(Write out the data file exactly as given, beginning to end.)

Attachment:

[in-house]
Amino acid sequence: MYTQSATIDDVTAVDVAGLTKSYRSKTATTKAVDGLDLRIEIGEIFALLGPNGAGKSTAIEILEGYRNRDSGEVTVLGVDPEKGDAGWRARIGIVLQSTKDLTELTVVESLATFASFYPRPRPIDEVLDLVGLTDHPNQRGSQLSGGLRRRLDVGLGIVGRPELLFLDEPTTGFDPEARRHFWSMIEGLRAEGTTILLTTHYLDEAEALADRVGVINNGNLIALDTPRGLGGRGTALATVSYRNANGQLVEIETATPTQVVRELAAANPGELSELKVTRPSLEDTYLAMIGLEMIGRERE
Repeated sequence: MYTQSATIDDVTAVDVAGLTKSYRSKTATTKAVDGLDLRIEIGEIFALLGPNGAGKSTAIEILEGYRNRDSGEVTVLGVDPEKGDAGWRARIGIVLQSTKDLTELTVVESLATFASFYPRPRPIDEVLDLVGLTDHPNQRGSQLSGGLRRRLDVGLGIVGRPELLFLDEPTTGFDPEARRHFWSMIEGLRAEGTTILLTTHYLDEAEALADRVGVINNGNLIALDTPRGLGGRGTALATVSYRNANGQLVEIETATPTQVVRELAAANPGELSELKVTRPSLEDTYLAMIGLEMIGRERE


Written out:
[in-house]
Amino acid sequence: MYTQSATIDDVTAVDVAGLTKSYRSKTATTKAVDGLDLRIEIGEIFALLGPNGAGKSTAIEILEGYRNRDSGEVTVLGVDPEKGDAGWRARIGIVLQSTKDLTELTVVESLATFASFYPRPRPIDEVLDLVGLTDHPNQRGSQLSGGLRRRLDVGLGIVGRPELLFLDEPTTGFDPEARRHFWSMIEGLRAEGTTILLTTHYLDEAEALADRVGVINNGNLIALDTPRGLGGRGTALATVSYRNANGQLVEIETATPTQVVRELAAANPGELSELKVTRPSLEDTYLAMIGLEMIGRERE
Repeated sequence: MYTQSATIDDVTAVDVAGLTKSYRSKTATTKAVDGLDLRIEIGEIFALLGPNGAGKSTAIEILEGYRNRDSGEVTVLGVDPEKGDAGWRARIGIVLQSTKDLTELTVVESLATFASFYPRPRPIDEVLDLVGLTDHPNQRGSQLSGGLRRRLDVGLGIVGRPELLFLDEPTTGFDPEARRHFWSMIEGLRAEGTTILLTTHYLDEAEALADRVGVINNGNLIALDTPRGLGGRGTALATVSYRNANGQLVEIETATPTQVVRELAAANPGELSELKVTRPSLEDTYLAMIGLEMIGRERE